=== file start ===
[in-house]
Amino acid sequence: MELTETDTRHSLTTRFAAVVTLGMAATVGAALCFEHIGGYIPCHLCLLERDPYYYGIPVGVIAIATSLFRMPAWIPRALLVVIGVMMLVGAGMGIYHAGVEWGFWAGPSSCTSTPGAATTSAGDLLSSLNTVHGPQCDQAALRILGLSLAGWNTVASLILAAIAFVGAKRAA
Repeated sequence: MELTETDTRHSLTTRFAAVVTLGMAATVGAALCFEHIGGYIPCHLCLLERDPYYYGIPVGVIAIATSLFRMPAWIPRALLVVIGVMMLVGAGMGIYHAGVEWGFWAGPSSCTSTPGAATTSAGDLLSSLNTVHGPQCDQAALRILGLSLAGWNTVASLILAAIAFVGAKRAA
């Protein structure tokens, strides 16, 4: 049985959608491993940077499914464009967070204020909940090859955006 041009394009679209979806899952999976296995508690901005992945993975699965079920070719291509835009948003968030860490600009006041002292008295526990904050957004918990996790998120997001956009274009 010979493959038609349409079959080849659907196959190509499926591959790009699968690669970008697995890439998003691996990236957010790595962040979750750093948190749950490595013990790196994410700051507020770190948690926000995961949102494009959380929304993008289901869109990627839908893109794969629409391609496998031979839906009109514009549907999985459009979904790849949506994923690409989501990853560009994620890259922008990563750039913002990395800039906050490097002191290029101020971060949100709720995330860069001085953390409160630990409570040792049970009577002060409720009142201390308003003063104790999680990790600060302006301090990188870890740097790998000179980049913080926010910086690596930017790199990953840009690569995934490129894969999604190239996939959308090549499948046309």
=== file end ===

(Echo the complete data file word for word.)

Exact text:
[in-house]
Amino acid sequence: MELTETDTRHSLTTRFAAVVTLGMAATVGAALCFEHIGGYIPCHLCLLERDPYYYGIPVGVIAIATSLFRMPAWIPRALLVVIGVMMLVGAGMGIYHAGVEWGFWAGPSSCTSTPGAATTSAGDLLSSLNTVHGPQCDQAALRILGLSLAGWNTVASLILAAIAFVGAKRAA
Repeated sequence: MELTETDTRHSLTTRFAAVVTLGMAATVGAALCFEHIGGYIPCHLCLLERDPYYYGIPVGVIAIATSLFRMPAWIPRALLVVIGVMMLVGAGMGIYHAGVEWGFWAGPSSCTSTPGAATTSAGDLLSSLNTVHGPQCDQAALRILGLSLAGWNTVASLILAAIAFVGAKRAA
């Protein structure tokens, strides 16, 4: 049985959608491993940077499914464009967070204020909940090859955006 041009394009679209979806899952999976296995508690901005992945993975699965079920070719291509835009948003968030860490600009006041002292008295526990904050957004918990996790998120997001956009274009 010979493959038609349409079959080849659907196959190509499926591959790009699968690669970008697995890439998003691996990236957010790595962040979750750093948190749950490595013990790196994410700051507020770190948690926000995961949102494009959380929304993008289901869109990627839908893109794969629409391609496998031979839906009109514009549907999985459009979904790849949506994923690409989501990853560009994620890259922008990563750039913002990395800039906050490097002191290029101020971060949100709720995330860069001085953390409160630990409570040792049970009577002060409720009142201390308003003063104790999680990790600060302006301090990188870890740097790998000179980049913080926010910086690596930017790199990953840009690569995934490129894969999604190239996939959308090549499948046309």